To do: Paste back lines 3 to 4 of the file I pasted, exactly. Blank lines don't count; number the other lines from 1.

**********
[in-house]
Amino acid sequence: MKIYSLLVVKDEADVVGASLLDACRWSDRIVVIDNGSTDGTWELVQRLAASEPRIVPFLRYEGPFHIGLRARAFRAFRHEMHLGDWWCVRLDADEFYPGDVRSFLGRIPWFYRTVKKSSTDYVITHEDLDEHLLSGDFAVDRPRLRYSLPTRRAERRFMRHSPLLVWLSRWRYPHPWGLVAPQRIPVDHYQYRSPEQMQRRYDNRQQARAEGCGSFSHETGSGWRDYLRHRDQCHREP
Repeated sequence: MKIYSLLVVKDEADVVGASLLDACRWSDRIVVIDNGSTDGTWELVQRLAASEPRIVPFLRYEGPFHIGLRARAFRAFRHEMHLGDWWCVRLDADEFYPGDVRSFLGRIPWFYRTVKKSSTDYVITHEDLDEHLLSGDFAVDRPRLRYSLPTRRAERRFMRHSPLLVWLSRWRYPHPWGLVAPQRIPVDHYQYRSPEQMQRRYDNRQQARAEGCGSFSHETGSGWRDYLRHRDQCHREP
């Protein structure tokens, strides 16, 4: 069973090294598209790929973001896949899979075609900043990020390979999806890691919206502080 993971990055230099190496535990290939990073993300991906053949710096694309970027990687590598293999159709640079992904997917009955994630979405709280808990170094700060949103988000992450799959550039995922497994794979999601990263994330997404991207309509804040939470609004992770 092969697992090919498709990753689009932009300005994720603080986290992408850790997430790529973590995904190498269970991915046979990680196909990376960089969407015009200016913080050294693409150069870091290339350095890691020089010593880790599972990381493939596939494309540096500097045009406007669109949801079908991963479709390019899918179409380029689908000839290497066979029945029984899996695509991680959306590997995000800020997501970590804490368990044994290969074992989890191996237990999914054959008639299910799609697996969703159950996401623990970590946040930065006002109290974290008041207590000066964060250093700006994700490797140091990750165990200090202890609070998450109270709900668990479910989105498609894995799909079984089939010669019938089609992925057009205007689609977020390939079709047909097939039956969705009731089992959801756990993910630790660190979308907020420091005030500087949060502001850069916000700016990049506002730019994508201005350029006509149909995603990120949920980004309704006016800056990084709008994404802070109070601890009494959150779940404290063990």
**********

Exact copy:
Repeated sequence: MKIYSLLVVKDEADVVGASLLDACRWSDRIVVIDNGSTDGTWELVQRLAASEPRIVPFLRYEGPFHIGLRARAFRAFRHEMHLGDWWCVRLDADEFYPGDVRSFLGRIPWFYRTVKKSSTDYVITHEDLDEHLLSGDFAVDRPRLRYSLPTRRAERRFMRHSPLLVWLSRWRYPHPWGLVAPQRIPVDHYQYRSPEQMQRRYDNRQQARAEGCGSFSHETGSGWRDYLRHRDQCHREP
């Protein structure tokens, strides 16, 4: 069973090294598209790929973001896949899979075609900043990020390979999806890691919206502080 993971990055230099190496535990290939990073993300991906053949710096694309970027990687590598293999159709640079992904997917009955994630979405709280808990170094700060949103988000992450799959550039995922497994794979999601990263994330997404991207309509804040939470609004992770 092969697992090919498709990753689009932009300005994720603080986290992408850790997430790529973590995904190498269970991915046979990680196909990376960089969407015009200016913080050294693409150069870091290339350095890691020089010593880790599972990381493939596939494309540096500097045009406007669109949801079908991963479709390019899918179409380029689908000839290497066979029945029984899996695509991680959306590997995000800020997501970590804490368990044994290969074992989890191996237990999914054959008639299910799609697996969703159950996401623990970590946040930065006002109290974290008041207590000066964060250093700006994700490797140091990750165990200090202890609070998450109270709900668990479910989105498609894995799909079984089939010669019938089609992925057009205007689609977020390939079709047909097939039956969705009731089992959801756990993910630790660190979308907020420091005030500087949060502001850069916000700016990049506002730019994508201005350029006509149909995603990120949920980004309704006016800056990084709008994404802070109070601890009494959150779940404290063990």